- Cuchulainn
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QuoteTo me, the analytic model is an approximation of the real system and the numerical/computational model is an approximation of the analytical model. The numerical/computational model contains model errors due to assuming that floats are Real numbers just as the analytic model assumes that the analytic variables accurate reflect the real system.I agree. A sensorUnit can compute an analytical approximation to the real ambient temperature. A software agent may also change its mind.

- Traden4Alpha
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QuoteOriginally posted by: CuchulainnQuoteTo me, the analytic model is an approximation of the real system and the numerical/computational model is an approximation of the analytical model. The numerical/computational model contains model errors due to assuming that floats are Real numbers just as the analytic model assumes that the analytic variables accurate reflect the real system.I agree. A sensorUnit can compute an analytical approximation to the real ambient temperature. A software agent may also change its mind.And I agree with you because the round-off error has a perverse quality unlike many other types of errors.Most categories of errors decrease with increasing numbers of measurements, equation terms, grid elements, iterations, etc. Fine grain -> lower error. But round-off can go the other way.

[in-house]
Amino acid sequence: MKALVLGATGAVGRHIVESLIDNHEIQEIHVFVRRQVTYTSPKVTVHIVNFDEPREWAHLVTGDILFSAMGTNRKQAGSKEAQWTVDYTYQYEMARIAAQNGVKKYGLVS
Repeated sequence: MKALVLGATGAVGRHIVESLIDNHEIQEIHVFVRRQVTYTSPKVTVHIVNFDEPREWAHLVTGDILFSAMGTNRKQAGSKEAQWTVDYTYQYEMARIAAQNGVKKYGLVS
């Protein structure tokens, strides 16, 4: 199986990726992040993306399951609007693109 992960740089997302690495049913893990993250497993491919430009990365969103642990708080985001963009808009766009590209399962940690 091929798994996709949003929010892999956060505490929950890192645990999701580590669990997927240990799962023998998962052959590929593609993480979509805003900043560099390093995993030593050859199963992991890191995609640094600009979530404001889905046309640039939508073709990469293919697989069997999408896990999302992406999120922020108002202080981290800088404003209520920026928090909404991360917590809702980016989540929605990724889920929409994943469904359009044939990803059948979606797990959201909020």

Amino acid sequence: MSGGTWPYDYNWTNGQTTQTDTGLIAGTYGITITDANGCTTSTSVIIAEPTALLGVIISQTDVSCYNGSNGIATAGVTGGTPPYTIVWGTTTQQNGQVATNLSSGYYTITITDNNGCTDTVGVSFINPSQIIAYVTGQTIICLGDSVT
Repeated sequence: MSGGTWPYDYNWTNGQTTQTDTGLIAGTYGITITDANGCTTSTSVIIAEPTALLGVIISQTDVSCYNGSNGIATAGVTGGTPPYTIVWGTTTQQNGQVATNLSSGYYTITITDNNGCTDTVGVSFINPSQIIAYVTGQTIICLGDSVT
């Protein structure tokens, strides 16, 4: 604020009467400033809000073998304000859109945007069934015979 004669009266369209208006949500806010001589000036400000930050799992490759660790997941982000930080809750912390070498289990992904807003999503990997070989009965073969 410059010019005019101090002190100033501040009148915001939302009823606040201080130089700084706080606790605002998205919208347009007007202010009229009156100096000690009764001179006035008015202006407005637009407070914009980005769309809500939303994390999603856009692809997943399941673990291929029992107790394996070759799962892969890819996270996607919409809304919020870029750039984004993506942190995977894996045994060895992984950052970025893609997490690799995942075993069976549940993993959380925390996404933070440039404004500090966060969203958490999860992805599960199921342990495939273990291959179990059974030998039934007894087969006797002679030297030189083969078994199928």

- Cuchulainn
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QuoteOriginally posted by: Traden4AlphaQuoteOriginally posted by: CuchulainnQuoteTo me, the analytic model is an approximation of the real system and the numerical/computational model is an approximation of the analytical model. The numerical/computational model contains model errors due to assuming that floats are Real numbers just as the analytic model assumes that the analytic variables accurate reflect the real system.I agree. A sensorUnit can compute an analytical approximation to the real ambient temperature. A software agent may also change its mind.And I agree with you because the round-off error has a perverse quality unlike many other types of errors.Most categories of errors decrease with increasing numbers of measurements, equation terms, grid elements, iterations, etc. Fine grain -> lower error. But round-off can go the other way.Most.Richardson's hand-computed FD scheme in 1911 (by a room full of 'computers') seemed stable until it was put on a computer in 1944? and it was numerically unstable. We can get accumulation of errors that you only see when NX --> big.

Last edited by Cuchulainn on April 24th, 2013, 10:00 pm, edited 1 time in total.

- Traden4Alpha
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QuoteOriginally posted by: outrunI just found out about the BAHTTEXT() function. What's going on?? Who did that?Someone just Thai-ing up loose ends?